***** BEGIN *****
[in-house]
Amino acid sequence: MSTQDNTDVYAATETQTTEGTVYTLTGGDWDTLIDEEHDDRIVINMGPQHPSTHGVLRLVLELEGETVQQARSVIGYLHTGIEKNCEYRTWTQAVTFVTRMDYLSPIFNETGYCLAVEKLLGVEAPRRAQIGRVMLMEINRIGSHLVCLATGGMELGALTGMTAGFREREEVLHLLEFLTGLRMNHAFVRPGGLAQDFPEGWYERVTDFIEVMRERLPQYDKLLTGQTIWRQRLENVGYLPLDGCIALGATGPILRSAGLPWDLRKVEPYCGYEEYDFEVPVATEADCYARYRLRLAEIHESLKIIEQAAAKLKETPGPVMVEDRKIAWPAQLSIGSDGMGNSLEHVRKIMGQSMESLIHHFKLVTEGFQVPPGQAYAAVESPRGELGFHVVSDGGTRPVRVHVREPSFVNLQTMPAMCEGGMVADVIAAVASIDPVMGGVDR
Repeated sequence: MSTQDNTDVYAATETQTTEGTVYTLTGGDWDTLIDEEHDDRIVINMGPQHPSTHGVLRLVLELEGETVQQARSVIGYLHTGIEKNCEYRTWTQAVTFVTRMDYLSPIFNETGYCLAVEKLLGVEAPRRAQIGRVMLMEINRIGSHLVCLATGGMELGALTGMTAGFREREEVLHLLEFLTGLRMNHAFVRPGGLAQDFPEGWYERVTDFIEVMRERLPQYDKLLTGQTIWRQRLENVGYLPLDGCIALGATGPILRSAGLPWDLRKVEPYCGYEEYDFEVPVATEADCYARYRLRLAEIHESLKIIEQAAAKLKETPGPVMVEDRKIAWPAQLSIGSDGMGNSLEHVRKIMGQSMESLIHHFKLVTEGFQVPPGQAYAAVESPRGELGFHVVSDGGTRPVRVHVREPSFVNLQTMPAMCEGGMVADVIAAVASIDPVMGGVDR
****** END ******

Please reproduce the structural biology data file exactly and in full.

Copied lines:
[in-house]
Amino acid sequence: MSTQDNTDVYAATETQTTEGTVYTLTGGDWDTLIDEEHDDRIVINMGPQHPSTHGVLRLVLELEGETVQQARSVIGYLHTGIEKNCEYRTWTQAVTFVTRMDYLSPIFNETGYCLAVEKLLGVEAPRRAQIGRVMLMEINRIGSHLVCLATGGMELGALTGMTAGFREREEVLHLLEFLTGLRMNHAFVRPGGLAQDFPEGWYERVTDFIEVMRERLPQYDKLLTGQTIWRQRLENVGYLPLDGCIALGATGPILRSAGLPWDLRKVEPYCGYEEYDFEVPVATEADCYARYRLRLAEIHESLKIIEQAAAKLKETPGPVMVEDRKIAWPAQLSIGSDGMGNSLEHVRKIMGQSMESLIHHFKLVTEGFQVPPGQAYAAVESPRGELGFHVVSDGGTRPVRVHVREPSFVNLQTMPAMCEGGMVADVIAAVASIDPVMGGVDR
Repeated sequence: MSTQDNTDVYAATETQTTEGTVYTLTGGDWDTLIDEEHDDRIVINMGPQHPSTHGVLRLVLELEGETVQQARSVIGYLHTGIEKNCEYRTWTQAVTFVTRMDYLSPIFNETGYCLAVEKLLGVEAPRRAQIGRVMLMEINRIGSHLVCLATGGMELGALTGMTAGFREREEVLHLLEFLTGLRMNHAFVRPGGLAQDFPEGWYERVTDFIEVMRERLPQYDKLLTGQTIWRQRLENVGYLPLDGCIALGATGPILRSAGLPWDLRKVEPYCGYEEYDFEVPVATEADCYARYRLRLAEIHESLKIIEQAAAKLKETPGPVMVEDRKIAWPAQLSIGSDGMGNSLEHVRKIMGQSMESLIHHFKLVTEGFQVPPGQAYAAVESPRGELGFHVVSDGGTRPVRVHVREPSFVNLQTMPAMCEGGMVADVIAAVASIDPVMGGVDR